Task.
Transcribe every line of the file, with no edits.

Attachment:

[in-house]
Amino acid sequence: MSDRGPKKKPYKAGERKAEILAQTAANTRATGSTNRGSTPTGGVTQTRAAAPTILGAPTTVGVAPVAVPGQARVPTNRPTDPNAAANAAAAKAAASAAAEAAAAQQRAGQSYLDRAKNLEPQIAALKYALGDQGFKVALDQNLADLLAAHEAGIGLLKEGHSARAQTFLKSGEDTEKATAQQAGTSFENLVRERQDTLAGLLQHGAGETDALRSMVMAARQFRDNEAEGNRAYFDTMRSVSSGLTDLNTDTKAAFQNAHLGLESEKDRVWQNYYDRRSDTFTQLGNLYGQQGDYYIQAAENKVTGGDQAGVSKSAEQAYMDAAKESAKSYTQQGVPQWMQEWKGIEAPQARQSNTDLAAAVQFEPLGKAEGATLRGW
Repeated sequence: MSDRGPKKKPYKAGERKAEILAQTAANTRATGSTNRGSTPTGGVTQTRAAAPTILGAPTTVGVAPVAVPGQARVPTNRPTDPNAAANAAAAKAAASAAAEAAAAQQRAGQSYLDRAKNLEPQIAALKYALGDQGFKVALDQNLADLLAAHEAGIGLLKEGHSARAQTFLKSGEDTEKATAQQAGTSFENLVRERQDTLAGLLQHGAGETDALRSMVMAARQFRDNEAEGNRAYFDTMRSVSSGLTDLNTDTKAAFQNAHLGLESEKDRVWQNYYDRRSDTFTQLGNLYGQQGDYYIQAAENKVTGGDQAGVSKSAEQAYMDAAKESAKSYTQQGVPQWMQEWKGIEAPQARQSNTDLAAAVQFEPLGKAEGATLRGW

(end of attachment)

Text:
[in-house]
Amino acid sequence: MSDRGPKKKPYKAGERKAEILAQTAANTRATGSTNRGSTPTGGVTQTRAAAPTILGAPTTVGVAPVAVPGQARVPTNRPTDPNAAANAAAAKAAASAAAEAAAAQQRAGQSYLDRAKNLEPQIAALKYALGDQGFKVALDQNLADLLAAHEAGIGLLKEGHSARAQTFLKSGEDTEKATAQQAGTSFENLVRERQDTLAGLLQHGAGETDALRSMVMAARQFRDNEAEGNRAYFDTMRSVSSGLTDLNTDTKAAFQNAHLGLESEKDRVWQNYYDRRSDTFTQLGNLYGQQGDYYIQAAENKVTGGDQAGVSKSAEQAYMDAAKESAKSYTQQGVPQWMQEWKGIEAPQARQSNTDLAAAVQFEPLGKAEGATLRGW
Repeated sequence: MSDRGPKKKPYKAGERKAEILAQTAANTRATGSTNRGSTPTGGVTQTRAAAPTILGAPTTVGVAPVAVPGQARVPTNRPTDPNAAANAAAAKAAASAAAEAAAAQQRAGQSYLDRAKNLEPQIAALKYALGDQGFKVALDQNLADLLAAHEAGIGLLKEGHSARAQTFLKSGEDTEKATAQQAGTSFENLVRERQDTLAGLLQHGAGETDALRSMVMAARQFRDNEAEGNRAYFDTMRSVSSGLTDLNTDTKAAFQNAHLGLESEKDRVWQNYYDRRSDTFTQLGNLYGQQGDYYIQAAENKVTGGDQAGVSKSAEQAYMDAAKESAKSYTQQGVPQWMQEWKGIEAPQARQSNTDLAAAVQFEPLGKAEGATLRGW